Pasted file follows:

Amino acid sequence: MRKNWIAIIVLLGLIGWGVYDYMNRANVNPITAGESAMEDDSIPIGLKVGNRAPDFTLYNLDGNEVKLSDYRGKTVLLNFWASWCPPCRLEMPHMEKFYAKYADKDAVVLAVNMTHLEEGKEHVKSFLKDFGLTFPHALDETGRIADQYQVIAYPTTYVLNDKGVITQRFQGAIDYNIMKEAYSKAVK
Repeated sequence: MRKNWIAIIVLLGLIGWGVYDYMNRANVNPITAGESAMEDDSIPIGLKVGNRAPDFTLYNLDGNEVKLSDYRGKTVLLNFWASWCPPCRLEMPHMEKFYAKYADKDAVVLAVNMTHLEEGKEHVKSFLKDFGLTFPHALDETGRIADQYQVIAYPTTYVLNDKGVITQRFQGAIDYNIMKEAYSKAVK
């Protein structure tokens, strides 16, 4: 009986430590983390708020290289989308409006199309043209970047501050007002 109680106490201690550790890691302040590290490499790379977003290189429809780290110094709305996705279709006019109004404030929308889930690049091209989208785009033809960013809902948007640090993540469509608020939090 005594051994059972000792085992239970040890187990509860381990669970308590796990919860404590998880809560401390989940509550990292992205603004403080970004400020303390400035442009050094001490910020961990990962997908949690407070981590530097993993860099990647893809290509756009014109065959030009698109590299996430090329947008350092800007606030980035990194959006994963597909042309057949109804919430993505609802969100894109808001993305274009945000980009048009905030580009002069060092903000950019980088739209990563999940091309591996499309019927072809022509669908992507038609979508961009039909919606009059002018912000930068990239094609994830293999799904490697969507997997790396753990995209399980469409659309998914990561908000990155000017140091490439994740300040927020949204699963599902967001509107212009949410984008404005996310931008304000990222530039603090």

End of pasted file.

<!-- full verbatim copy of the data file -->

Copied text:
Amino acid sequence: MRKNWIAIIVLLGLIGWGVYDYMNRANVNPITAGESAMEDDSIPIGLKVGNRAPDFTLYNLDGNEVKLSDYRGKTVLLNFWASWCPPCRLEMPHMEKFYAKYADKDAVVLAVNMTHLEEGKEHVKSFLKDFGLTFPHALDETGRIADQYQVIAYPTTYVLNDKGVITQRFQGAIDYNIMKEAYSKAVK
Repeated sequence: MRKNWIAIIVLLGLIGWGVYDYMNRANVNPITAGESAMEDDSIPIGLKVGNRAPDFTLYNLDGNEVKLSDYRGKTVLLNFWASWCPPCRLEMPHMEKFYAKYADKDAVVLAVNMTHLEEGKEHVKSFLKDFGLTFPHALDETGRIADQYQVIAYPTTYVLNDKGVITQRFQGAIDYNIMKEAYSKAVK
């Protein structure tokens, strides 16, 4: 009986430590983390708020290289989308409006199309043209970047501050007002 109680106490201690550790890691302040590290490499790379977003290189429809780290110094709305996705279709006019109004404030929308889930690049091209989208785009033809960013809902948007640090993540469509608020939090 005594051994059972000792085992239970040890187990509860381990669970308590796990919860404590998880809560401390989940509550990292992205603004403080970004400020303390400035442009050094001490910020961990990962997908949690407070981590530097993993860099990647893809290509756009014109065959030009698109590299996430090329947008350092800007606030980035990194959006994963597909042309057949109804919430993505609802969100894109808001993305274009945000980009048009905030580009002069060092903000950019980088739209990563999940091309591996499309019927072809022509669908992507038609979508961009039909919606009059002018912000930068990239094609994830293999799904490697969507997997790396753990995209399980469409659309998914990561908000990155000017140091490439994740300040927020949204699963599902967001509107212009949410984008404005996310931008304000990222530039603090």